There is no denying that the Ecommerce storm has taken over the world. In 2013, only 6% of the retail sales happened online in the US. Today, they make 13% of total retail sales. Even the projected e-commerce market worth is about to reach 5.4 trillion US dollars.
Seeing this, you might also want to jump the bandwagon and start your own eCommerce business. But first, I want to remind you not to forget the basics. Many companies make this mistake and fail terribly.
Start with the basics. Evaluate your business idea, understand your target audience and the E-commerce model on which you want to base your business. You can innovate and exceed customer expectations only after knowing these simple yet critical things.
This article will discuss five e-commerce business models and their pros and cons. By the end, you will be aware enough to select a suitable e-commerce model for your business. Let’s begin:
5 Types of Ecommerce Business Models
1. B2C Ecommerce Model
B2C is the most common e-commerce business model. In it, businesses directly sell their products and services to end-users. Examples can be Spotify, Netflix, any company selling cars online, or even a plumbing company selling services on its website. In all these scenarios, businesses directly sell their products without involving any middle party.
We can further classify the B2C e-commerce business model into five types:
- Direct Selling: Online retailers directly sell to consumers. For example, a car company directly sells its cars online.
- Online Intermediaries: The business acts as a bridge between seller and consumer—for example, a platform like BookMyShow allows people to book movie tickets on their site.
- Advertising-based: The business earns revenue through the advertising on its website—for example, newspapers, magazines, and media websites.
- Community-based: The business brings people together and earns revenue by targeting ads based on their demographics and locations. Twitter can be a suitable example.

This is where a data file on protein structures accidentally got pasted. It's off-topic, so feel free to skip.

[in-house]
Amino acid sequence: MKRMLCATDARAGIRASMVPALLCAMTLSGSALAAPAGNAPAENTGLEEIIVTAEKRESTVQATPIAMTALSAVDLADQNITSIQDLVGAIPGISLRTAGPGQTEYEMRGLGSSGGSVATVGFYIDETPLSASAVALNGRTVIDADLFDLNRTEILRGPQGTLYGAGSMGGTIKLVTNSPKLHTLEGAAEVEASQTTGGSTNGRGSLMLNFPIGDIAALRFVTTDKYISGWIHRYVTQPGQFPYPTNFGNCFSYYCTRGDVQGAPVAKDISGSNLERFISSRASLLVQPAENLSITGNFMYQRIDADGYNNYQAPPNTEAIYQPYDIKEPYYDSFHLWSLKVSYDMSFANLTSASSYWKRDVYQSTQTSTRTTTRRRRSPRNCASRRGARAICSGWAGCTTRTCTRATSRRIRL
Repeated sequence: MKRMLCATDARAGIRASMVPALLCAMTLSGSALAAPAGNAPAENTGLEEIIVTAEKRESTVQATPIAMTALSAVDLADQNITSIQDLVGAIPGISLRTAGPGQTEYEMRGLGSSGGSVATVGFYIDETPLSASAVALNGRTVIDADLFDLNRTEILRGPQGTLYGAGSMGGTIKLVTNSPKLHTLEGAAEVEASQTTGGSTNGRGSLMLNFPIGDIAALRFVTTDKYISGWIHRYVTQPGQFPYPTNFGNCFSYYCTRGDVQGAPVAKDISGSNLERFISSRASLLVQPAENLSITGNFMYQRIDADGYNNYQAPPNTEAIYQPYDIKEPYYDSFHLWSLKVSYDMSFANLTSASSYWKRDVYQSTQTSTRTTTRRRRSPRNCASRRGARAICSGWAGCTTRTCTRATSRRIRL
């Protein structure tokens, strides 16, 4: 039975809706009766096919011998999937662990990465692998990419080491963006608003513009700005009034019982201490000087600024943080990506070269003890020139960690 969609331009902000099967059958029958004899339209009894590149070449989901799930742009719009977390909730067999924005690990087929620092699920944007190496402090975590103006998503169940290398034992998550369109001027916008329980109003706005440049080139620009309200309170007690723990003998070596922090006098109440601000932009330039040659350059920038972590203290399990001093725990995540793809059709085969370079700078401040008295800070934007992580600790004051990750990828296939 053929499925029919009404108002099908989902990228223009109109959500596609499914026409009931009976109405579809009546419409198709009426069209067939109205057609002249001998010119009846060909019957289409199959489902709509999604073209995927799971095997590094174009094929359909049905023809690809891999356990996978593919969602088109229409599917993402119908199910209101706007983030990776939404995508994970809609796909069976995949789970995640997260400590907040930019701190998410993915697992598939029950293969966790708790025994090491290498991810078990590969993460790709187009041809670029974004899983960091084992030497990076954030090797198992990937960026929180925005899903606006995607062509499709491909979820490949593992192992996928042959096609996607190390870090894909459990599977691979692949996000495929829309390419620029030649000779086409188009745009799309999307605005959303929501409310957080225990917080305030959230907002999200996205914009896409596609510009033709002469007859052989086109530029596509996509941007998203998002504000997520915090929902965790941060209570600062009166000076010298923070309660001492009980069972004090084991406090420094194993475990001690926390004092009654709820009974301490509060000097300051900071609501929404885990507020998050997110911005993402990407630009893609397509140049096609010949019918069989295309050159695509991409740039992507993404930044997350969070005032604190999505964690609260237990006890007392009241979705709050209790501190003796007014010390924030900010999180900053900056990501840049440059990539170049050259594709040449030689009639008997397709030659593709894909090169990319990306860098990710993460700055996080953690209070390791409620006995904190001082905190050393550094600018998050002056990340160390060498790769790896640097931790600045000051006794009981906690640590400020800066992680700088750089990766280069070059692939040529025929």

- Fee-based: The business sells information or entertainment media to consumers for a fee. Netflix is an example.
Upsides of B2C Ecommerce Model
- Starting a B2C e-commerce business is easy.
- With $469 Billion worth, there is a large potential market to tap.
- Less complexity as the B2C commerce business operates similarly as a retail store.
- You can quickly diversify into other potential markets if you want.
Downsides of B2C Ecommerce Model
- B2B business owners face cut-throat competition.
- Finding and retaining customers is challenging.
- Customers have higher expectations.
- There are risks of fraud.
Excellent customer service is the key to success in the B2C e-commerce model. Not only will it help you attract, engage, and retain customers, but it will also make you stand out among your competitors.
2. B2B Ecommerce Model
In the B2B Ecommerce Model, companies sell their products or services to another business. Examples can be an IT company providing services to other companies, a communications technology company selling its video conferencing tools to enterprises, or companies that supply office furniture.
We can further divide the B2B Ecommerce business model into two types:
- Vertically oriented businesses that only sell to customers from a specific industry. For example, a company that manufactures internal components of a laptop only sells to a computer manufacturing company.
- Horizontally-oriented businesses that sell to customers from different industries. For example, a furniture supplier company sells to all types of companies.
Each B2B Ecommerce approach has its pros and cons. While the horizontal process lets you focus on a large market, you can enjoy less competition in the vertical approach.
Upsides of B2B Ecommerce Model
- The B2B market is enormous, almost twice as big as the B2C industry.
- Customers trust B2B buyers more. You can build long-lasting relationships if you are a good product or service provider.
- Order values are more prominent, and conversion rates are higher in the B2B eCommerce landscape.
Downsides of B2B Ecommerce Model
- Establishing a reputation can be difficult if you are a small or medium B2B Ecommerce business just starting.
- Customers take time to decide whether to purchase your product or not.
Unlike B2C, where the purchase can happen even after a single interaction, you need much nurturing in the B2B landscape. Only after you interact with the consumer on multiple occasions will they be ready to buy your product.
3. C2C Business Model
In the C2C e-commerce business model, consumers can sell products/services directly to other consumers. It is the result of the rise of the digital landscape.
Here are a few examples of C2C Business models:
- Online auction platforms where consumers can bid on the items other consumers have listed.
- Ecommerce websites where consumers can sell products like artworks or used objects, and other consumers can buy them.
- Money transfer platforms that facilitate seamless payment transfer between two people.
Even social media platforms have started leveraging this e-commerce landscape. They now include online store features to sell used items or promote their original products.
Upsides of C2C Ecommerce Business Model
- You have easy access to both consumers and sellers.
- You can enjoy self-propelled growth with motivated sellers and buyers.
Downsides of C2C Ecommerce Business Model
- Quality control and technology maintenance are complex. There have been incidents when Ecommerce sellers were scammed.
- Opening a C2C business is complex and requires elaborative planning.